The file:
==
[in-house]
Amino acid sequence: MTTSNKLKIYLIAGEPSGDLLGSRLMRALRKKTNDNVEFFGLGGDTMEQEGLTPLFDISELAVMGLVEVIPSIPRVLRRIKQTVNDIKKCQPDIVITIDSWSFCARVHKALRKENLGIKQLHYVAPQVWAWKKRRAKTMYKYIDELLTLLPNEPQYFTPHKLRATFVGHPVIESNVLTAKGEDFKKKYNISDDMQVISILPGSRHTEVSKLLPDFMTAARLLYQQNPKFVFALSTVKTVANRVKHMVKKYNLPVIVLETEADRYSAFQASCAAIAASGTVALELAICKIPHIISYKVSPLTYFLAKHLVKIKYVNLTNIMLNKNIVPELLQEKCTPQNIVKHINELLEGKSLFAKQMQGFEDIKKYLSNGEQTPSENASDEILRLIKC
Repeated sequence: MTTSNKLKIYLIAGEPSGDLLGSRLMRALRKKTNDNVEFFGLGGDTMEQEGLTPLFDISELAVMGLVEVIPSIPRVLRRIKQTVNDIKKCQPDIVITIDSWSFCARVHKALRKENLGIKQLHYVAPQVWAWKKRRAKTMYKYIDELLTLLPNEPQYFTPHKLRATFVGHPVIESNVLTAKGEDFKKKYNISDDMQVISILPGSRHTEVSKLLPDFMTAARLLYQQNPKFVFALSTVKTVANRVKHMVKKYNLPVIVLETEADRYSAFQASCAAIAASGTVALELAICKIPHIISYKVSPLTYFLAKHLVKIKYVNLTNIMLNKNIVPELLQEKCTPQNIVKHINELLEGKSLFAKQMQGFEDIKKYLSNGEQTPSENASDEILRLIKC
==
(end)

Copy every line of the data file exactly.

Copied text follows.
[in-house]
Amino acid sequence: MTTSNKLKIYLIAGEPSGDLLGSRLMRALRKKTNDNVEFFGLGGDTMEQEGLTPLFDISELAVMGLVEVIPSIPRVLRRIKQTVNDIKKCQPDIVITIDSWSFCARVHKALRKENLGIKQLHYVAPQVWAWKKRRAKTMYKYIDELLTLLPNEPQYFTPHKLRATFVGHPVIESNVLTAKGEDFKKKYNISDDMQVISILPGSRHTEVSKLLPDFMTAARLLYQQNPKFVFALSTVKTVANRVKHMVKKYNLPVIVLETEADRYSAFQASCAAIAASGTVALELAICKIPHIISYKVSPLTYFLAKHLVKIKYVNLTNIMLNKNIVPELLQEKCTPQNIVKHINELLEGKSLFAKQMQGFEDIKKYLSNGEQTPSENASDEILRLIKC
Repeated sequence: MTTSNKLKIYLIAGEPSGDLLGSRLMRALRKKTNDNVEFFGLGGDTMEQEGLTPLFDISELAVMGLVEVIPSIPRVLRRIKQTVNDIKKCQPDIVITIDSWSFCARVHKALRKENLGIKQLHYVAPQVWAWKKRRAKTMYKYIDELLTLLPNEPQYFTPHKLRATFVGHPVIESNVLTAKGEDFKKKYNISDDMQVISILPGSRHTEVSKLLPDFMTAARLLYQQNPKFVFALSTVKTVANRVKHMVKKYNLPVIVLETEADRYSAFQASCAAIAASGTVALELAICKIPHIISYKVSPLTYFLAKHLVKIKYVNLTNIMLNKNIVPELLQEKCTPQNIVKHINELLEGKSLFAKQMQGFEDIKKYLSNGEQTPSENASDEILRLIKC